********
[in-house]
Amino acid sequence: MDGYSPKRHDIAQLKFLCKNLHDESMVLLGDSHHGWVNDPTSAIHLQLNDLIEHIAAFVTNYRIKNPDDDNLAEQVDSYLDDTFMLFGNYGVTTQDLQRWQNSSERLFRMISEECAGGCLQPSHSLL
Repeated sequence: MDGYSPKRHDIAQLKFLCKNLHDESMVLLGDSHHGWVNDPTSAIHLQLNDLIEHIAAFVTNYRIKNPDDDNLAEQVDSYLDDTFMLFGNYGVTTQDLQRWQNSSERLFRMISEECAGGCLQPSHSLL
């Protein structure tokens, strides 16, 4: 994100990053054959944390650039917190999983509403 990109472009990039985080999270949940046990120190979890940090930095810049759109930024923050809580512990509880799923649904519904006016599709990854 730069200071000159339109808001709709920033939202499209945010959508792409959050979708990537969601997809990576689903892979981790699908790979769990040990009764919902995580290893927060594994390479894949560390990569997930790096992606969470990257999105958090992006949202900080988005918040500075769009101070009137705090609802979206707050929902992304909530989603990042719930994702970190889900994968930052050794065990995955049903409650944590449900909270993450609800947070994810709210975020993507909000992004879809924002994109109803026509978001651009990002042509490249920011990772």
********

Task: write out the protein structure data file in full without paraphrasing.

[in-house]
Amino acid sequence: MDGYSPKRHDIAQLKFLCKNLHDESMVLLGDSHHGWVNDPTSAIHLQLNDLIEHIAAFVTNYRIKNPDDDNLAEQVDSYLDDTFMLFGNYGVTTQDLQRWQNSSERLFRMISEECAGGCLQPSHSLL
Repeated sequence: MDGYSPKRHDIAQLKFLCKNLHDESMVLLGDSHHGWVNDPTSAIHLQLNDLIEHIAAFVTNYRIKNPDDDNLAEQVDSYLDDTFMLFGNYGVTTQDLQRWQNSSERLFRMISEECAGGCLQPSHSLL
């Protein structure tokens, strides 16, 4: 994100990053054959944390650039917190999983509403 990109472009990039985080999270949940046990120190979890940090930095810049759109930024923050809580512990509880799923649904519904006016599709990854 730069200071000159339109808001709709920033939202499209945010959508792409959050979708990537969601997809990576689903892979981790699908790979769990040990009764919902995580290893927060594994390479894949560390990569997930790096992606969470990257999105958090992006949202900080988005918040500075769009101070009137705090609802979206707050929902992304909530989603990042719930994702970190889900994968930052050794065990995955049903409650944590449900909270993450609800947070994810709210975020993507909000992004879809924002994109109803026509978001651009990002042509490249920011990772």